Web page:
Rob Roy Kelly_This & That_insights on selected topics










Big Picture

Seeing often has more to do with understanding than it does with observing.

In the visual idiom, understatement is more powerful than overstatement.

Those who understand visual language often make those who do not to feel insecure.

Perceptual and conceptual are interdependent—one without the other leads to transitory or vacuous imagery.

Graphic design, as with language, can reflect intelligence or ignorance. Good typography and design reflect intelligence; poor typography and design reflect ignorance.

To look and not see the illusion of space or form, nor recognize the elegance of shape or to distinguish the quality of line is a form of illiteracy.

Typography is the visual translation of verbal communication. Traditionally, function and technological limitation have dictated style. With computers, typography has become movement, color, texture or shape, and too often communication has become subservient to decoration or cleverness.

There is nothing wrong with using type or letterform as design elements as long as the communication remains intact and clear.

Typography from the past was conceived within parameters dictated by technical limitations, and the finest examples from the past reflect typography as the “art of the minimum.” Today, most of the traditional limitations are removed and “art of the minimum” has become the “forgotten art.”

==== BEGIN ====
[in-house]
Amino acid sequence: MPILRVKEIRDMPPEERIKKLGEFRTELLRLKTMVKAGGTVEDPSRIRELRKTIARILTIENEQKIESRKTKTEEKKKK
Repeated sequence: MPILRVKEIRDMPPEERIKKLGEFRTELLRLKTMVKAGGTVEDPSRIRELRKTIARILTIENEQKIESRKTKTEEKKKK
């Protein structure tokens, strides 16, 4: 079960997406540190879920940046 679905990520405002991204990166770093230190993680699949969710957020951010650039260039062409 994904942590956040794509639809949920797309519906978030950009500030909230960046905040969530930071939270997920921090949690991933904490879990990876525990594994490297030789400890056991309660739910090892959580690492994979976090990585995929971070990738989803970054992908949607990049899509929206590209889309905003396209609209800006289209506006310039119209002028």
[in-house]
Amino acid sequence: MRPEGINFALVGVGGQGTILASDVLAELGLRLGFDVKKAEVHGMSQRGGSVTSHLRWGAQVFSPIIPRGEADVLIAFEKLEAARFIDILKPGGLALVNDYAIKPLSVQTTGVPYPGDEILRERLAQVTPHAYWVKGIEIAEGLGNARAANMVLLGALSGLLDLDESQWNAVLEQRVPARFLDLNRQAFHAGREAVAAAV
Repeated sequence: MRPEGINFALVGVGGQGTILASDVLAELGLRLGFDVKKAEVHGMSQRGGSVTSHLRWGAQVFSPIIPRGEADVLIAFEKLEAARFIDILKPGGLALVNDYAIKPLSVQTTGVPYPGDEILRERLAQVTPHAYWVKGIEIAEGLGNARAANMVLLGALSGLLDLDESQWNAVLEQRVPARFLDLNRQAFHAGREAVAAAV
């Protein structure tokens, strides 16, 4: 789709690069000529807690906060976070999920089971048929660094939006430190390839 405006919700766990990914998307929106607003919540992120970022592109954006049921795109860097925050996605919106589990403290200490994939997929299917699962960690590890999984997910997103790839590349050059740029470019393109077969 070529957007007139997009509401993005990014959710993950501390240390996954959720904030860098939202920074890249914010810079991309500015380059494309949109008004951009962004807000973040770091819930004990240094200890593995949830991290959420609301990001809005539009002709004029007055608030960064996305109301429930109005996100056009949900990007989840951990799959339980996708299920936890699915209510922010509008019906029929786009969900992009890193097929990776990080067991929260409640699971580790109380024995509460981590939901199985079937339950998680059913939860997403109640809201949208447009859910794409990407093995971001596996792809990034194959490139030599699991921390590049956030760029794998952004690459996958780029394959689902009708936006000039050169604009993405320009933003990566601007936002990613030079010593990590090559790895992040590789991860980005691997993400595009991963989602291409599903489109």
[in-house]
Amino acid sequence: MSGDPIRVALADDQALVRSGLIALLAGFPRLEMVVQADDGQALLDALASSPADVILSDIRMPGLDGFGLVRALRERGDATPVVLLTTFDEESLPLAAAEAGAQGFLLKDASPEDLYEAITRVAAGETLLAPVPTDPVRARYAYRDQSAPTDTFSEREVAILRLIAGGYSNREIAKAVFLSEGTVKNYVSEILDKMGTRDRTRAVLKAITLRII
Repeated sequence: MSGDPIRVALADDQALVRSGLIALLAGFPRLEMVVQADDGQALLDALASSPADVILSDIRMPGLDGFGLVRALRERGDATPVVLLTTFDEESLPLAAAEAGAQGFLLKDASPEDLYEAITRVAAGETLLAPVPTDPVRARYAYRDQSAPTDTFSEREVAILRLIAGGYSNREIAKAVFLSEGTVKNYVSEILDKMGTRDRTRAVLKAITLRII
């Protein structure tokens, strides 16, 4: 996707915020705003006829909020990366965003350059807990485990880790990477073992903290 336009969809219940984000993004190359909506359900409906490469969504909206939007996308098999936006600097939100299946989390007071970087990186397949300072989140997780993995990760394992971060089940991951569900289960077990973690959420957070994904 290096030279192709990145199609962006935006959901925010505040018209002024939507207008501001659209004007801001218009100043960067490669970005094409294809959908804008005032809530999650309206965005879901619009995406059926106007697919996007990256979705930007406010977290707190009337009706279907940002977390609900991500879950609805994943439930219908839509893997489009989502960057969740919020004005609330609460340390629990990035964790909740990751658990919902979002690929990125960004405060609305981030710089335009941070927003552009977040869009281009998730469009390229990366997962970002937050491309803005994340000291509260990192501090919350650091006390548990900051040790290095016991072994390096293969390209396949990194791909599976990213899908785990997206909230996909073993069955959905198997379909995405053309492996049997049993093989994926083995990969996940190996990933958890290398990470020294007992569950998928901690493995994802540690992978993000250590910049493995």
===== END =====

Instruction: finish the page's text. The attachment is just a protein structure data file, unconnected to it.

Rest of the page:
Difference for the sake of being different, cleverness or novelty are not to be confused with creativity.

If design is judged by how it meets its objectives, in advertising, any design that sells is therefore good design. Graphic design is based in problem solving and visual communication; advertising is based in market research and sales. Objectives and values between the two are substantially different.

Whenever someone tells me that the Bauhaus is out of date, I always know that I am dealing with an individual who never understood the Bauhaus. To understand the Bauhaus you must be able to separate philosophy from product.

In graphic design, conceptualism, intellectualism or technology can never be substituted for a visual education. Visual acuity is the platform upon which design practice in communication, problem solving or technology are superimposed.